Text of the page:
The ill-defined NRSRO has blossomed organically from its obscure origins as an esoteric component of Rule 15c3-1 into a regular feature of regulatory parlance, extending even beyond the restrictive bailiwick of the regulatory agencies to which it was initially confined. For example, Congress uses the undefined term in its definition of a "mortgage rated security" as legislated in the Secondary Mortgage Market Enhancement Act of 1982 as amended, which required that mortgage related security be rated in one of the top two categories by at least one NRSRO.
The NRSRO designation has become a profitable asset for rating agencies. As described, the market for ratings has expanded increasingly in recent years and the NRSRO role has experienced concomitant expansion, providing the anointed credit agencies with access to new business opportunities. Many of these business areas have grown to represent the most profitable areas for the companies concerned. The SEC initially recognized three existing credit rating companies as NRSROs: Moody's, S&P, and Fitch (those not named have disappeared or been folded into these three in the years after 1975).
The incorporation of the private sector into public regulation offers obvious benefits, especially from an efficiency standpoint in that federal regulators need not duplicate work already done, and often done better by the private sector, if demand has supplied sufficient capital to pay for the work. However, drawbacks are equally obvious. If the private sector is not doing what it is supposed to, then duplicative work would be necessary. Regulatory actors' incentives might, unfortunately, be skewed toward presuming that the private sector is doing its job so as to conserve public resources and avoid attracting public scrutiny. This is only likely to change when the public starts to become suspicious over regulatory laxity, which often happens only after a public crisis or scandal. Then, in response to public pressure, relevant regulatory actors may tend to overcompensate and expend excessive resources because the motivating force is public pressure, with "optics" the goal rather than pragmatic policymaking.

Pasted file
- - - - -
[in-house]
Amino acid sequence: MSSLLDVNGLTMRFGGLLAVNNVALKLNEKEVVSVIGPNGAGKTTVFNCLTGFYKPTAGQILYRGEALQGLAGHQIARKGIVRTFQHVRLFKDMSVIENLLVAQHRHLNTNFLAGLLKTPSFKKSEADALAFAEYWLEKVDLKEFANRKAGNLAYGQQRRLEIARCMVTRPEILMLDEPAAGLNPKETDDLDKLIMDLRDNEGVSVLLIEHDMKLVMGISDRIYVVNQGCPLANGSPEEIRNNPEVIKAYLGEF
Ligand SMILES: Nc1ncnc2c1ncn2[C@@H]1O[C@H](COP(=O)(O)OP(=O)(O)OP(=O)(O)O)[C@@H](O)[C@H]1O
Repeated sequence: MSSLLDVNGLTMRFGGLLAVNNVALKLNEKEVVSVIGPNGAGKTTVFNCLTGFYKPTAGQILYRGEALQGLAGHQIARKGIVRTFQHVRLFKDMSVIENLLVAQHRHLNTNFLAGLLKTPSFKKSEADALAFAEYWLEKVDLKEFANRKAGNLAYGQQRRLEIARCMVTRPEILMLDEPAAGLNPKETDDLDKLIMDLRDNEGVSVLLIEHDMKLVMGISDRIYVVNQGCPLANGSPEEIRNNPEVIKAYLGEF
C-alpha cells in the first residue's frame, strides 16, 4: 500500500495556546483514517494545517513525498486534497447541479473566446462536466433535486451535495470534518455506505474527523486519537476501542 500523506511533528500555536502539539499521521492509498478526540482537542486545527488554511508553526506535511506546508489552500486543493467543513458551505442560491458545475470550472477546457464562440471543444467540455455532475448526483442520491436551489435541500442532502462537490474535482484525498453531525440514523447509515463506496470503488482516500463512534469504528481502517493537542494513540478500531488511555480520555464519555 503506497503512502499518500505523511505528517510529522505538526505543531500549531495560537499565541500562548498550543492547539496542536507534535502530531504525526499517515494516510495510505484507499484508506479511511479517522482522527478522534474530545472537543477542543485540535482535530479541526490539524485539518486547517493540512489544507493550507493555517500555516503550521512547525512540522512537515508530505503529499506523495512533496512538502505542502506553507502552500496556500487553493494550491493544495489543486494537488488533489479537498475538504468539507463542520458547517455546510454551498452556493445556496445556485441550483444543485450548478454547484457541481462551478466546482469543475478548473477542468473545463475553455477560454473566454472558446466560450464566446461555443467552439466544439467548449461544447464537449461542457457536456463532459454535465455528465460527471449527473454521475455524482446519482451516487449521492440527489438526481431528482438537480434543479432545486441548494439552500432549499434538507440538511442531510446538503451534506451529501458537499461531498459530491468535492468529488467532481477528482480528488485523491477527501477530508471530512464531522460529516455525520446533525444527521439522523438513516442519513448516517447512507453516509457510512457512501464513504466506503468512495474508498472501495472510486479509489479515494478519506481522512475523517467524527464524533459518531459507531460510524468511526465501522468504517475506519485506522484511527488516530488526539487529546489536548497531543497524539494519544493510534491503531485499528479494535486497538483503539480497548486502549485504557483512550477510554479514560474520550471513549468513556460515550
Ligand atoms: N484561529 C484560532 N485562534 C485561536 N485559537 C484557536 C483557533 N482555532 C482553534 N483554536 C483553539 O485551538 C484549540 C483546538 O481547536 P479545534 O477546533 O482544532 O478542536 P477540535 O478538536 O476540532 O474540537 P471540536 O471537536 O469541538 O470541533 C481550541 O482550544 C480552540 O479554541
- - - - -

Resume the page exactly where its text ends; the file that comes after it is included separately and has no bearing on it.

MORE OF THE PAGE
- Effects of NRSRO Recognition - Frank Partnoy's Reputational Capital Model
The SEC did not intend the NRSRO mechanism, upon its inception, to be a device to regulate the industry. Rather the SEC intended originally to create a vehicle for minimizing costs of regulatory oversight. Yet some, such as Partnoy, argue that because the NRSRO designation has inadvertently assumed a gatekeeper function restricting entry, it has turned the designation into a valuable property right. Subsequent to the knighting of a few rating agencies as NRSROs, the market began to value the designation as an independent good (a stamp suggesting a level of quality), and distort the market in favor of the NRSRO designated rating agencies. Strangely, therefore, a tautology developed whereby the NRSRO designation was awarded to those the market favored, but the market soon favored those awarded the NRSRO designation. This tautology was reinforced by express SEC requirements that indicated accession to the NRSRO club required something called "national recognition," which even exponents admit is defined by terms that are "vague." This development distorted the market check as NRSRO designation developed inherent value.